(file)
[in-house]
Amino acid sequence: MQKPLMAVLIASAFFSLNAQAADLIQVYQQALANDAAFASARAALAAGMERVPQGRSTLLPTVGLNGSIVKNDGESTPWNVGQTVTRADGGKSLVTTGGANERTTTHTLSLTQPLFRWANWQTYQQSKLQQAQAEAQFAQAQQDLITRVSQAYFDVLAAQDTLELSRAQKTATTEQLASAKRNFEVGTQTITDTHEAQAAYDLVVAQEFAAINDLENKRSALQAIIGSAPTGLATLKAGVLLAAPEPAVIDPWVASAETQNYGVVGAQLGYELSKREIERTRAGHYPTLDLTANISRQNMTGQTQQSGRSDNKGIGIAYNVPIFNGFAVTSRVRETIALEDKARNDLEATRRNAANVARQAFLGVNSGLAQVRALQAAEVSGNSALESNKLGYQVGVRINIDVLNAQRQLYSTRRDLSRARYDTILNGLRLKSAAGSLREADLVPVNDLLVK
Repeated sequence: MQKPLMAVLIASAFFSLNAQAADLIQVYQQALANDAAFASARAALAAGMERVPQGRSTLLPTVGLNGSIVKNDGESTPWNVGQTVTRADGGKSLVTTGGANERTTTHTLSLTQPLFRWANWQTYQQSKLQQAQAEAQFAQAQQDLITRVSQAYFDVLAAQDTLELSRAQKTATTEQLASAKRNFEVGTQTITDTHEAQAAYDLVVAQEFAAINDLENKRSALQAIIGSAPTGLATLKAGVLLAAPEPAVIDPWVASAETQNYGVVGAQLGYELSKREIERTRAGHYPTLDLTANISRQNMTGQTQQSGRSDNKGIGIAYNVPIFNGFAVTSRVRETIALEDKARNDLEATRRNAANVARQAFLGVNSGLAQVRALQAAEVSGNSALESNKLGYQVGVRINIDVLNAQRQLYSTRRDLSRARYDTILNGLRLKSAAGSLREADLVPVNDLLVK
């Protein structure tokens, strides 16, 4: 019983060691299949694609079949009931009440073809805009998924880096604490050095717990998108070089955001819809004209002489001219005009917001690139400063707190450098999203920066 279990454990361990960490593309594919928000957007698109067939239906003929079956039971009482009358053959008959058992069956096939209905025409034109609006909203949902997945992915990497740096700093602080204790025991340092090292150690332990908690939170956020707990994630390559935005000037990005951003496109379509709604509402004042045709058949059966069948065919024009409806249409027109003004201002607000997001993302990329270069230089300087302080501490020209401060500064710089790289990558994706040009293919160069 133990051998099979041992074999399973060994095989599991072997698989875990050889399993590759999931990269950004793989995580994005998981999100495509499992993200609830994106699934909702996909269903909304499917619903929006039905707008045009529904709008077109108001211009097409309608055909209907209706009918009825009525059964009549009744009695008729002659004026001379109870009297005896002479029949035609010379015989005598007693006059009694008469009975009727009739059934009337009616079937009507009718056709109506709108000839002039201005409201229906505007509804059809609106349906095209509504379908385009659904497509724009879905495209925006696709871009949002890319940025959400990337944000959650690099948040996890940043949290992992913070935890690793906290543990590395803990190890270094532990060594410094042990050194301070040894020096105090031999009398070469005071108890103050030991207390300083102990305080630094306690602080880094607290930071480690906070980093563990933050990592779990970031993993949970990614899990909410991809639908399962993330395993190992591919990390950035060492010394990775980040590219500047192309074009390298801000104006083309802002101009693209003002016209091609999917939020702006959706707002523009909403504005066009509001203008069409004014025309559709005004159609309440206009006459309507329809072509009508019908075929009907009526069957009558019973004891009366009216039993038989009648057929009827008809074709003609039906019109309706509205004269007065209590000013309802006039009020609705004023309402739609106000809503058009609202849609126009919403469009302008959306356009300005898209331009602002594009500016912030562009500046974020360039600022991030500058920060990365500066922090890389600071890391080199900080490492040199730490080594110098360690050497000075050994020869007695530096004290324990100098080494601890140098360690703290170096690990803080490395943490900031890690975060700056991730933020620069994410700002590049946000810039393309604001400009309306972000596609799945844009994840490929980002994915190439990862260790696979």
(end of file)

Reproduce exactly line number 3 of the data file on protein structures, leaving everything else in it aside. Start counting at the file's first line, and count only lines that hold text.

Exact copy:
Repeated sequence: MQKPLMAVLIASAFFSLNAQAADLIQVYQQALANDAAFASARAALAAGMERVPQGRSTLLPTVGLNGSIVKNDGESTPWNVGQTVTRADGGKSLVTTGGANERTTTHTLSLTQPLFRWANWQTYQQSKLQQAQAEAQFAQAQQDLITRVSQAYFDVLAAQDTLELSRAQKTATTEQLASAKRNFEVGTQTITDTHEAQAAYDLVVAQEFAAINDLENKRSALQAIIGSAPTGLATLKAGVLLAAPEPAVIDPWVASAETQNYGVVGAQLGYELSKREIERTRAGHYPTLDLTANISRQNMTGQTQQSGRSDNKGIGIAYNVPIFNGFAVTSRVRETIALEDKARNDLEATRRNAANVARQAFLGVNSGLAQVRALQAAEVSGNSALESNKLGYQVGVRINIDVLNAQRQLYSTRRDLSRARYDTILNGLRLKSAAGSLREADLVPVNDLLVK